Description: Cryptophyte and chlorarachniophyte algae are transitional forms in the widespread secondary endosymbiotic acquisition of photosynthesis by engulfment of eukaryotic algae. Unlike most secondary plastid-bearing algae, miniaturized versions of the endosymbiont nuclei (nucleomorphs) persist in cryptophytes and chlorarachniophytes. To determine why, and to address other fundamental questions about eukaryote-eukaryote endosymbiosis, we sequenced the nuclear genomes of the cryptophyte Guillardia theta and the chlorarachniophyte Bigelowiella natans. Both genomes have 〉21,000 protein genes and are intron rich, and B. natans exhibits unprecedented alternative splicing for a single-celled organism. Phylogenomic analyses and subcellular targeting predictions reveal extensive genetic and biochemical mosaicism, with both host- and endosymbiont-derived genes servicing the mitochondrion, the host cell cytosol, the plastid and the remnant endosymbiont cytosol of both algae. Mitochondrion-to-nucleus gene transfer still occurs in both organisms but plastid-to-nucleus and nucleomorph-to-nucleus transfers do not, which explains why a small residue of essential genes remains locked in each nucleomorph.〈br /〉〈span class="detail_caption"〉Notes: 〈/span〉Curtis, Bruce A -- Tanifuji, Goro -- Burki, Fabien -- Gruber, Ansgar -- Irimia, Manuel -- Maruyama, Shinichiro -- Arias, Maria C -- Ball, Steven G -- Gile, Gillian H -- Hirakawa, Yoshihisa -- Hopkins, Julia F -- Kuo, Alan -- Rensing, Stefan A -- Schmutz, Jeremy -- Symeonidi, Aikaterini -- Elias, Marek -- Eveleigh, Robert J M -- Herman, Emily K -- Klute, Mary J -- Nakayama, Takuro -- Obornik, Miroslav -- Reyes-Prieto, Adrian -- Armbrust, E Virginia -- Aves, Stephen J -- Beiko, Robert G -- Coutinho, Pedro -- Dacks, Joel B -- Durnford, Dion G -- Fast, Naomi M -- Green, Beverley R -- Grisdale, Cameron J -- Hempel, Franziska -- Henrissat, Bernard -- Hoppner, Marc P -- Ishida, Ken-Ichiro -- Kim, Eunsoo -- Koreny, Ludek -- Kroth, Peter G -- Liu, Yuan -- Malik, Shehre-Banoo -- Maier, Uwe G -- McRose, Darcy -- Mock, Thomas -- Neilson, Jonathan A D -- Onodera, Naoko T -- Poole, Anthony M -- Pritham, Ellen J -- Richards, Thomas A -- Rocap, Gabrielle -- Roy, Scott W -- Sarai, Chihiro -- Schaack, Sarah -- Shirato, Shu -- Slamovits, Claudio H -- Spencer, David F -- Suzuki, Shigekatsu -- Worden, Alexandra Z -- Zauner, Stefan -- Barry, Kerrie -- Bell, Callum -- Bharti, Arvind K -- Crow, John A -- Grimwood, Jane -- Kramer, Robin -- Lindquist, Erika -- Lucas, Susan -- Salamov, Asaf -- McFadden, Geoffrey I -- Lane, Christopher E -- Keeling, Patrick J -- Gray, Michael W -- Grigoriev, Igor V -- Archibald, John M -- BB/G00885X/1/Biotechnology and Biological Sciences Research Council/United Kingdom -- Howard Hughes Medical Institute/ -- England -- Nature. 2012 Dec 6;492(7427):59-65. doi: 10.1038/nature11681. Epub 2012 Nov 28.〈br /〉〈span class="detail_caption"〉Author address: 〈/span〉Department of Biochemistry and Molecular Biology, Dalhousie University, Halifax, Nova Scotia B3H 4R2, Canada.〈br /〉〈span class="detail_caption"〉Record origin:〈/span〉 〈a href="http://www.ncbi.nlm.nih.gov/pubmed/23201678" target="_blank"〉PubMed〈/a〉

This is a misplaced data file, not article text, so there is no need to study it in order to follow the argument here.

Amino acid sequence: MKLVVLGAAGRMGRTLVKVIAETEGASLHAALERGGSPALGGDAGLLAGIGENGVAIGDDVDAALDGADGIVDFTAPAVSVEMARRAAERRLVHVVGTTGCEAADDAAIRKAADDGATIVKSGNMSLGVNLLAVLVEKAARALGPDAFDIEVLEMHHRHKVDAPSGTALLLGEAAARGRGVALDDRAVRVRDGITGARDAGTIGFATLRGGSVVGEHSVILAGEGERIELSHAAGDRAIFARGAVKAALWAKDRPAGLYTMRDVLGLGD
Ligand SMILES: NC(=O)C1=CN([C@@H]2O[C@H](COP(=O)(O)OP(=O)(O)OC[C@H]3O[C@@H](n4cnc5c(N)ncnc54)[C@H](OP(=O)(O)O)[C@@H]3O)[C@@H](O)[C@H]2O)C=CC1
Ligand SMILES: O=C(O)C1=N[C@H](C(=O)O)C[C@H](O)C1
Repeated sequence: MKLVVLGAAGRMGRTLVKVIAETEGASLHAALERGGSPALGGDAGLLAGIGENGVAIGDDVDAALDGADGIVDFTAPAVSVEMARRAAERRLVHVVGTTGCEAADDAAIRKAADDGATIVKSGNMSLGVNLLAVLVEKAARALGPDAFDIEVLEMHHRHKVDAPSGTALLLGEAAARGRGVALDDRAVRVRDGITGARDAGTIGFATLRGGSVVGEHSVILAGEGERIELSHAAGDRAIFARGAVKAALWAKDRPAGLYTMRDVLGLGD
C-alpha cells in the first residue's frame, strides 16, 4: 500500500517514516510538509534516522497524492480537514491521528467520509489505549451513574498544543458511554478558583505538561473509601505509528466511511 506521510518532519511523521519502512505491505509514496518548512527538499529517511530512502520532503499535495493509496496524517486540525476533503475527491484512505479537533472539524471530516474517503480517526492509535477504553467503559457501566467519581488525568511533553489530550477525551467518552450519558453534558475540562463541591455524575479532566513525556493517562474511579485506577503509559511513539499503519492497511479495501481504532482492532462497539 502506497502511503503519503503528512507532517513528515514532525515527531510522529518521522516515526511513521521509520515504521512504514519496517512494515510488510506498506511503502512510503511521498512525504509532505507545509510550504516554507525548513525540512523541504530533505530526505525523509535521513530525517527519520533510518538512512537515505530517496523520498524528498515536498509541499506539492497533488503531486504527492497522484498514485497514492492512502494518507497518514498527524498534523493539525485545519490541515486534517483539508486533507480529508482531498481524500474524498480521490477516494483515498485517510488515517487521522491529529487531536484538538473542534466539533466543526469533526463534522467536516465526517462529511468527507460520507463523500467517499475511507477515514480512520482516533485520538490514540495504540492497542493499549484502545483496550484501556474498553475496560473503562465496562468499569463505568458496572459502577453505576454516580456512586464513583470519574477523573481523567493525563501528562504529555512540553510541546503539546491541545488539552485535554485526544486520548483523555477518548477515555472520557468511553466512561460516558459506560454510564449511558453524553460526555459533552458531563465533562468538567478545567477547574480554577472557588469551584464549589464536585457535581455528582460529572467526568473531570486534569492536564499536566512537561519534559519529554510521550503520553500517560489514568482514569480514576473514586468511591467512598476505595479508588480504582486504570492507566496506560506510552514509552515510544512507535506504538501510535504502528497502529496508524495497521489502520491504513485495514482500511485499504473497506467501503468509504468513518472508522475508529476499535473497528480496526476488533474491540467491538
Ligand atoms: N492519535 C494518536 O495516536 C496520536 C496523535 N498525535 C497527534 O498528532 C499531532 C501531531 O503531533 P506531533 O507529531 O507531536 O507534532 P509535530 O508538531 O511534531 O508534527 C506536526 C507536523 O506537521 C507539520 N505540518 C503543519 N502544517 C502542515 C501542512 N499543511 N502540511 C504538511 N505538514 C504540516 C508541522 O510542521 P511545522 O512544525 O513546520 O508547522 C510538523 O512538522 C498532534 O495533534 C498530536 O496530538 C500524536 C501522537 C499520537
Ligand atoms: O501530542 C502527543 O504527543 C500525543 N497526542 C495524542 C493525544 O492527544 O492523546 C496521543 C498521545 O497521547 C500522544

Keywords: Algal Proteins/genetics/metabolism ; Alternative Splicing/genetics ; Cell Nucleus/*genetics ; Cercozoa/cytology/*genetics/metabolism ; Cryptophyta/cytology/*genetics/metabolism ; Cytosol/metabolism ; *Evolution, Molecular ; Gene Duplication/genetics ; Gene Transfer, Horizontal/genetics ; Genes, Essential/genetics ; Genome/*genetics ; Genome, Mitochondrial/genetics ; Genome, Plant/genetics ; Genome, Plastid/genetics ; Molecular Sequence Data ; *Mosaicism ; Phylogeny ; Protein Transport ; Proteome/genetics/metabolism ; Symbiosis/*genetics ; Transcriptome/genetics